The Christmas season is accompanied by a uniquely popular and significant body of music spanning multiple genres, and it’s no wonder that there are so many varied piano collections to choose from, whatever your level…
Since the late 1960’s, when he become the doyen of the experimental music scene, Howard Skempton has carved a unique place for himself in British musical life.
Skempton’s influences include Eric Satie, Morton Feldman, John Cage and La Monte Young. His own music resists lazy categorisation, but is characterised by pared-back textures, focused economy of expression, clarity of melodic line, and the avoidance of dissonance even when most determinedly resisting the pull of tonality.
These qualities remain an integral hallmark of the latest entry in his significant solo piano catalogue, the 24 Preludes and Fugues recently published by OUP.
Bob Chilcott will be known to many readers for his lifelong association with choral music, first as a chorister and choral scholar in the choir of King’s College, Cambridge, and for 12 years as a member of the King’s Singers.
Chilcott became a full-time composer in 1997, and has produced a large catalogue of music for all types of choirs which is published by Oxford University Press. His most often performed pieces includeA Little Jazz Mass, Requiem, and Can you hear me?
In my review here of the John Rutter Piano Album a few months ago, I noted in my conclusion:
“Having produced such sumptuous and elevating transcriptions of eight non-seasonal songs, is it too much to hope that Rutter will return soon with a collection of his most beloved seasonal favourites?”
Well, I’m thrilled to let you know that Rutter is indeed back with a volume of eight choice Christmas classics neatly transcribed for solo piano. So let’s jump straight in…
One of the many positive developments within the piano teaching and performing community in 2020 has been a re-evaluation of the contribution of musicians of African descent to the repertoire.
A primary sourcebook for this music, Oxford University Press published Piano Music of Africa and the Afrian Diaspora in five volumes, compiled and edited by William H. Chapman Nyaho, between 2007-8. Between them, the books offer 60 pieces by 36 separate composers of African descent, organised by difficulty level as follows:
Volume 1: Early Intermediate
Volume 2: Intermediate
Volume 3: Early Advanced
Volume 4: Advanced
Volume 5: Advanced
More than a decade has passed since the publication of these books, and it is odd that so little of this music has made its way onto concert platforms or found regular use in teaching studios, exams, and homes.
Quite why more haven’t picked up this music is a mystery, because anyone with a fair mind and musical imagination will discover as soon as they explore these OUP volumes that the music of these neglected composers is consistently superb.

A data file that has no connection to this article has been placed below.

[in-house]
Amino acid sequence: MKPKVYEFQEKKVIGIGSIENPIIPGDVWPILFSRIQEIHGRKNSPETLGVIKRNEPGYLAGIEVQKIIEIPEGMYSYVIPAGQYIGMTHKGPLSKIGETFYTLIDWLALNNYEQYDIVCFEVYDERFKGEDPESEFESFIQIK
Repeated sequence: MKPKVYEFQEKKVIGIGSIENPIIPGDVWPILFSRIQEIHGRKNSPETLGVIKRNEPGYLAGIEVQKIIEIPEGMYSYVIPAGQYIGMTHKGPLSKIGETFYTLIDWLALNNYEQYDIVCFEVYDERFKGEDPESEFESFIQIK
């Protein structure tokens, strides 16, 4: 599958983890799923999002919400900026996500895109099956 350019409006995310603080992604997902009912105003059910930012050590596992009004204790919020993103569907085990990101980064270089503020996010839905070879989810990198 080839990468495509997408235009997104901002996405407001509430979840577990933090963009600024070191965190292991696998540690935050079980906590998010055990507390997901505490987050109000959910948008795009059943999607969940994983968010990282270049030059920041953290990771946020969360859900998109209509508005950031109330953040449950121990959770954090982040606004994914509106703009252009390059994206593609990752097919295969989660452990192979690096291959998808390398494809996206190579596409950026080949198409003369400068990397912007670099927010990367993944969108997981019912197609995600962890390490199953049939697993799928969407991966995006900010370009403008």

One of the most extraordinarily popular and successful British composers of his generation, John Rutter’s choral works, anthems, hymns and carols are beloved the world over for their distinctive mix of French choral, English pastoral and American popular influences.
Rutter has enjoyed a long career at the pinnacle of the English choral world, from his appearance as a chorister in the first (1963) recording of Britten’s War Requiem (conducted by the composer himself), through his time at Cambridge and his numerous prestigious appointments and accomplishments up to the present day.
Now his Piano Collection: A Flower Remembered, brings together 8 of his best-loved choral pieces in new transcriptions for solo piano.
Appearing both as a 21-minute recording by Wayne Marshall (available on the usual streaming platforms and to purchase in MP3 format here), and as a sheet music publication from Rutter’s publishers OUP, the arrival of The John Rutter Piano Album is something of an event to truly cherish!
Jazz music and Christmas have a beautifully nostalgic association for many, and it’s no surprise that jazz pianist Nikki Iles’ Jazz on a Winter’s Night has been such a huge success since its 2009 publication.
Jazz on a Winter’s Night proved to be a milestone publication that spawned three outstanding sequels in Jazz in Springtime, Jazz on a Summer’s Day and Jazz in Autumn, each including a selection of seasonally themed jazz standards and originals composed by Nikki herself.
I was thrilled to recently notice that Oxford University Press have now brought out a second collection of Christmas classics arranged by Nikki in a range of jazz styles that once again pay homage to legendary jazz musicians.
In this review I will recap what makes the original book such a classic must-have for every advanced pianist before taking a closer look at its excellent new sequel…
With so many great new educational piano music publications on the market, it is becoming easy to miss or overlook some genuinely top-drawer material. And of the many collections to be published over the last few years, Vitalij Neugasimov’s two books of Piano Sketches are among those that you really DON’T want to miss!
Publishers Oxford University Press (OUP) have now added two new volumes of duets to the series, appropriately titled Piano Sketches Duets 1 and 2, providing the perfect opportunity to explore the whole series.
OUP do seem to have the Midas touch when it comes to selecting sure-fire winners to publish. Their many best-sellers include the Nikki Iles Jazz Series, Janet & Alan Bullard’s brilliant Pianoworks, and of course Pauline Hall’s Piano Time range of method books, which despite stiff competition remains one of the UK’s favourite piano tutor books.
So let’s see whether the Piano Sketches series compares favourably…